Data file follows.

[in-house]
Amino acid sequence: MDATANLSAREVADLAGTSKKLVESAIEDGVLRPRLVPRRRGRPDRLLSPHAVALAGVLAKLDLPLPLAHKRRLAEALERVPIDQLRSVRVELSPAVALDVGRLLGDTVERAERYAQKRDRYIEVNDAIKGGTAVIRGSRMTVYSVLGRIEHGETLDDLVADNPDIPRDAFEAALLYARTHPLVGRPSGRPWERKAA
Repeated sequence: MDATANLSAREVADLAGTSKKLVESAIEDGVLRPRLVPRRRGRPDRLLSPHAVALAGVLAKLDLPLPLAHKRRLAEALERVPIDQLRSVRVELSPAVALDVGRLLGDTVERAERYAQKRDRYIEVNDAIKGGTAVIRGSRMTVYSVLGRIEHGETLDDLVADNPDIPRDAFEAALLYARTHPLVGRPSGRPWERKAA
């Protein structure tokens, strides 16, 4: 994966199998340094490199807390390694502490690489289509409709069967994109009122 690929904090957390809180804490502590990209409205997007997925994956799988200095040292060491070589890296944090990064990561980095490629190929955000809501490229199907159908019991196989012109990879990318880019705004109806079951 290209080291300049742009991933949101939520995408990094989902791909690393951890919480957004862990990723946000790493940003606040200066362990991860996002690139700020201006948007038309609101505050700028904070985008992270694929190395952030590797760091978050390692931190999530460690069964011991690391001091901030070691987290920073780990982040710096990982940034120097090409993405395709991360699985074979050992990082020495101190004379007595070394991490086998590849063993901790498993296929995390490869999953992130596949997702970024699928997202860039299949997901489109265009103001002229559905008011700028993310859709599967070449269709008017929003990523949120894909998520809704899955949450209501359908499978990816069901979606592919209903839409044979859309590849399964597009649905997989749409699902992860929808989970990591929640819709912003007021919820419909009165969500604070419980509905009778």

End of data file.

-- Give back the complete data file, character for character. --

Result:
[in-house]
Amino acid sequence: MDATANLSAREVADLAGTSKKLVESAIEDGVLRPRLVPRRRGRPDRLLSPHAVALAGVLAKLDLPLPLAHKRRLAEALERVPIDQLRSVRVELSPAVALDVGRLLGDTVERAERYAQKRDRYIEVNDAIKGGTAVIRGSRMTVYSVLGRIEHGETLDDLVADNPDIPRDAFEAALLYARTHPLVGRPSGRPWERKAA
Repeated sequence: MDATANLSAREVADLAGTSKKLVESAIEDGVLRPRLVPRRRGRPDRLLSPHAVALAGVLAKLDLPLPLAHKRRLAEALERVPIDQLRSVRVELSPAVALDVGRLLGDTVERAERYAQKRDRYIEVNDAIKGGTAVIRGSRMTVYSVLGRIEHGETLDDLVADNPDIPRDAFEAALLYARTHPLVGRPSGRPWERKAA
């Protein structure tokens, strides 16, 4: 994966199998340094490199807390390694502490690489289509409709069967994109009122 690929904090957390809180804490502590990209409205997007997925994956799988200095040292060491070589890296944090990064990561980095490629190929955000809501490229199907159908019991196989012109990879990318880019705004109806079951 290209080291300049742009991933949101939520995408990094989902791909690393951890919480957004862990990723946000790493940003606040200066362990991860996002690139700020201006948007038309609101505050700028904070985008992270694929190395952030590797760091978050390692931190999530460690069964011991690391001091901030070691987290920073780990982040710096990982940034120097090409993405395709991360699985074979050992990082020495101190004379007595070394991490086998590849063993901790498993296929995390490869999953992130596949997702970024699928997202860039299949997901489109265009103001002229559905008011700028993310859709599967070449269709008017929003990523949120894909998520809704899955949450209501359908499978990816069901979606592919209903839409044979859309590849399964597009649905997989749409699902992860929808989970990591929640819709912003007021919820419909009165969500604070419980509905009778």